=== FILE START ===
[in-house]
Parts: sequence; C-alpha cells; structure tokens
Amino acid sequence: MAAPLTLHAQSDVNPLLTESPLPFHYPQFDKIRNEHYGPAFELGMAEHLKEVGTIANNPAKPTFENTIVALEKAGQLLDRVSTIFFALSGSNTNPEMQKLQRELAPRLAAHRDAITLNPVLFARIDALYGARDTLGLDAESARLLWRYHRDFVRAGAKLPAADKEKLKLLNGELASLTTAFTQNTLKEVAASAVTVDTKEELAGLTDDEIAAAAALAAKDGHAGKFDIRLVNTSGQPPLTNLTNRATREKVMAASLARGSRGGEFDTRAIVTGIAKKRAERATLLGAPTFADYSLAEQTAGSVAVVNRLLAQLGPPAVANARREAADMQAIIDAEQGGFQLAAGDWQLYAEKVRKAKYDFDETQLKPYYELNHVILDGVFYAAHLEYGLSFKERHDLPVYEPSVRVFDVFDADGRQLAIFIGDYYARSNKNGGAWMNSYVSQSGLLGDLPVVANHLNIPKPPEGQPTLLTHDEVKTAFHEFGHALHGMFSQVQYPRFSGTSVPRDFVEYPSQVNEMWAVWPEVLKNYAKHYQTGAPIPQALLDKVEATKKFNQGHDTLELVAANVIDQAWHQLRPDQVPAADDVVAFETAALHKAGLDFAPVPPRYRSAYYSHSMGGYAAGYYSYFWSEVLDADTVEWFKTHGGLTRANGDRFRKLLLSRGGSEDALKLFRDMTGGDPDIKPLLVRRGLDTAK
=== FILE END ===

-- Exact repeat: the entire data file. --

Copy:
[in-house]
Parts: sequence; C-alpha cells; structure tokens
Amino acid sequence: MAAPLTLHAQSDVNPLLTESPLPFHYPQFDKIRNEHYGPAFELGMAEHLKEVGTIANNPAKPTFENTIVALEKAGQLLDRVSTIFFALSGSNTNPEMQKLQRELAPRLAAHRDAITLNPVLFARIDALYGARDTLGLDAESARLLWRYHRDFVRAGAKLPAADKEKLKLLNGELASLTTAFTQNTLKEVAASAVTVDTKEELAGLTDDEIAAAAALAAKDGHAGKFDIRLVNTSGQPPLTNLTNRATREKVMAASLARGSRGGEFDTRAIVTGIAKKRAERATLLGAPTFADYSLAEQTAGSVAVVNRLLAQLGPPAVANARREAADMQAIIDAEQGGFQLAAGDWQLYAEKVRKAKYDFDETQLKPYYELNHVILDGVFYAAHLEYGLSFKERHDLPVYEPSVRVFDVFDADGRQLAIFIGDYYARSNKNGGAWMNSYVSQSGLLGDLPVVANHLNIPKPPEGQPTLLTHDEVKTAFHEFGHALHGMFSQVQYPRFSGTSVPRDFVEYPSQVNEMWAVWPEVLKNYAKHYQTGAPIPQALLDKVEATKKFNQGHDTLELVAANVIDQAWHQLRPDQVPAADDVVAFETAALHKAGLDFAPVPPRYRSAYYSHSMGGYAAGYYSYFWSEVLDADTVEWFKTHGGLTRANGDRFRKLLLSRGGSEDALKLFRDMTGGDPDIKPLLVRRGLDTAK